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Any conservatives worth their salt know about the despicable behavior of Joe Biden over the last 50 years: he has lied, touched women inappropriately, misused the power of his office, railroaded Justice Clarence Thomas in his Congressional hearings, and attacked voters. Under the spotlight of the 2020 campaign, his flaws are even more obvious, particularly his verbal gaffes, confusion and other attributes of potential dementia, as described in Brian Watt’s excellent post.
But in our discussions of Joe Biden, I was becoming increasingly uncomfortable, not about criticisms of Joe Biden from the past, but the efforts to humiliate, ridicule, and shame him for his actions and behaviors during the campaign. Especially notable are shows like “The Next Revolution” on Fox News, which had a segment (preceded by a cartoon of Biden dressed as a clown) with a series of his gaffes. I dislike Joe Biden, but this segment made me very uncomfortable.
In the discussion of Biden on Brian Watt’s post, a number of people also seemed to be gleeful, assuming (I suppose) that Biden was getting what he deserved. Many people were bothered by the apparent effort by Biden’s family and handlers to put Joe through the grueling process of a campaign to be president. People can speculate on their reasons, but most of them are not beneficial to Biden himself, to the Democrat Party (unless they think they can control him if he’s elected) or to the country.
I realize the prospects of Biden’s being elected are limited, but it raises two major questions, one legal and one moral:
- Is there any way to protect the country from a person who may be mentally incompetent from being elected to the highest office in the country?
- On a more global level, is it appropriate to intend to publicly humiliate a vulnerable person because the person has committed despicable acts in the past?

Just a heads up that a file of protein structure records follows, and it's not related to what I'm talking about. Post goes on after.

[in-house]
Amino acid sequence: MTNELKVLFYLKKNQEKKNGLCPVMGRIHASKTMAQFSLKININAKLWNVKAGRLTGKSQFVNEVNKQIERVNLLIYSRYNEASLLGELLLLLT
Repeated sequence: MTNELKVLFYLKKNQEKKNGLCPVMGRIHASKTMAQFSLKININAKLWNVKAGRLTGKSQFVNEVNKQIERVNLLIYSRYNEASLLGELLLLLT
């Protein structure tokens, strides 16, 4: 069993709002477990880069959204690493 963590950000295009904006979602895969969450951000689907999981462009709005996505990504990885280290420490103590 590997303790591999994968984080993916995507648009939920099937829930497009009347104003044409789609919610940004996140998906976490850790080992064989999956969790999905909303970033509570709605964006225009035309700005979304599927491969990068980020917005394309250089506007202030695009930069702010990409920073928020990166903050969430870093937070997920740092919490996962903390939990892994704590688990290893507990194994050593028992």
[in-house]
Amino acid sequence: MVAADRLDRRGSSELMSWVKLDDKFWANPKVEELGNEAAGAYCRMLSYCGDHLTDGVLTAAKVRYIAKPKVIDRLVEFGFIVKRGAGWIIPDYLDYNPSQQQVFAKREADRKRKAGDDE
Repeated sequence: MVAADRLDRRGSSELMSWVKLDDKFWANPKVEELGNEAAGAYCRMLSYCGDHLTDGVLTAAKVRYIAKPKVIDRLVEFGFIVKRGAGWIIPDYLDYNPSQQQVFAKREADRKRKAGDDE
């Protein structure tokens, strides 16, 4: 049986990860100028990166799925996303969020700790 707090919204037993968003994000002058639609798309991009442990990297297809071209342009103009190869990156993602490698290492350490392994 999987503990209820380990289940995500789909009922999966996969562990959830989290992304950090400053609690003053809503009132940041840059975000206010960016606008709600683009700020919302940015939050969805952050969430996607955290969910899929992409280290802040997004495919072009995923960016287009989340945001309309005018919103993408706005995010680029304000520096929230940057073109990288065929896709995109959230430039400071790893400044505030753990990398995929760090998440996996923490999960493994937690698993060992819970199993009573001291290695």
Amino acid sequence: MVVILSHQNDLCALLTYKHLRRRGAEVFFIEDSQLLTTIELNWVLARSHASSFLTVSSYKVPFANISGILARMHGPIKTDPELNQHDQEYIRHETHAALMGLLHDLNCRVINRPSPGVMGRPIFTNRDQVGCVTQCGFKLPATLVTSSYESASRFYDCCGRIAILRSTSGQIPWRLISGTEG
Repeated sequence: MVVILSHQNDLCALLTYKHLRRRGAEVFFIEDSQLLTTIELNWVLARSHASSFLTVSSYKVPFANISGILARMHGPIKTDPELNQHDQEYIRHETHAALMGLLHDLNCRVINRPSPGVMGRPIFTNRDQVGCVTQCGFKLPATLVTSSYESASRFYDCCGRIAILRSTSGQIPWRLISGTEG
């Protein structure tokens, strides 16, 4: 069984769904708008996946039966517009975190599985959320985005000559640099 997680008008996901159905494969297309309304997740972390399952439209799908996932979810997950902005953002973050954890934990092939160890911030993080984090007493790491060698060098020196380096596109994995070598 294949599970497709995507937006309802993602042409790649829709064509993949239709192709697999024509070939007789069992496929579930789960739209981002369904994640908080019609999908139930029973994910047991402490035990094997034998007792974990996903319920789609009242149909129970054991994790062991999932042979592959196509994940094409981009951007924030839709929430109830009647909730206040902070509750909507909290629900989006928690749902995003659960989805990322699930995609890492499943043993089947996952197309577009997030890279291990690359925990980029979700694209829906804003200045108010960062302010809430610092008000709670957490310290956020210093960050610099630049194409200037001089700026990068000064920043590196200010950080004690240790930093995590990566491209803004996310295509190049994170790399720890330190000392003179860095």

It’s important to clarify a few things at this point. If people become vulnerable at some point in their lives, their pasts should not be forgotten or even forgiven. But as human beings, is it appropriate for us to be gleeful over a person’s current tragedy, due to his actions in the past? I’m not saying we should ignore the person’s current condition, either. We should describe what we are seeing, protest the situation, but for me, enjoying a person’s demise and stating publicly that we are happy about his misfortune is simply immoral.
In addition, I believe that it’s not my place to tell anyone what he or she should think or feel. Those experiences are between you and G-d. The actions and behaviors taken to humiliate another person are what I find disturbing.
I’m not sure how to consider people on Ricochet who expressed their dismay at this condition, particularly if someone close to them had dementia, or those who expressed delight in Biden’s misfortune. Are we a Ricochet family where we sometimes come to vent? Or are we a public forum which we can use to express our attitudes about Joe Biden in the present?
Finally, I’d like to share a thought from Judaism:
One should be extremely careful to never shame another in public. This sin is akin to murder; just as blood is spilled in the act of murder, so too when one is shamed the blood drains from his face. One who publicly embarrasses his fellow loses his share in the World to Come. This sin is considered more severe than a borderline adulterous act.
One who publicly embarrasses his fellow loses his share in the World to Come. In fact, the Talmud derives from the story of Judah and Tamar that it is better to be thrown into a fiery furnace than to shame another publicly. It was in the merit of her extreme care not to shame Judah – to the point of willingness to forfeit her life – that Tamar had descendants who became kings and prophets.
I do wish we had a way to screen an individual who may have mental illness before he runs for a high office, but the Constitution doesn’t provide that path. And clearly, we can’t expect those close to a candidate to act on his behalf.
Those people who allowed Joe Biden to continue in public office over the last 50 years, and those who currently keep silent, have earned our disdain and condemnation.Published in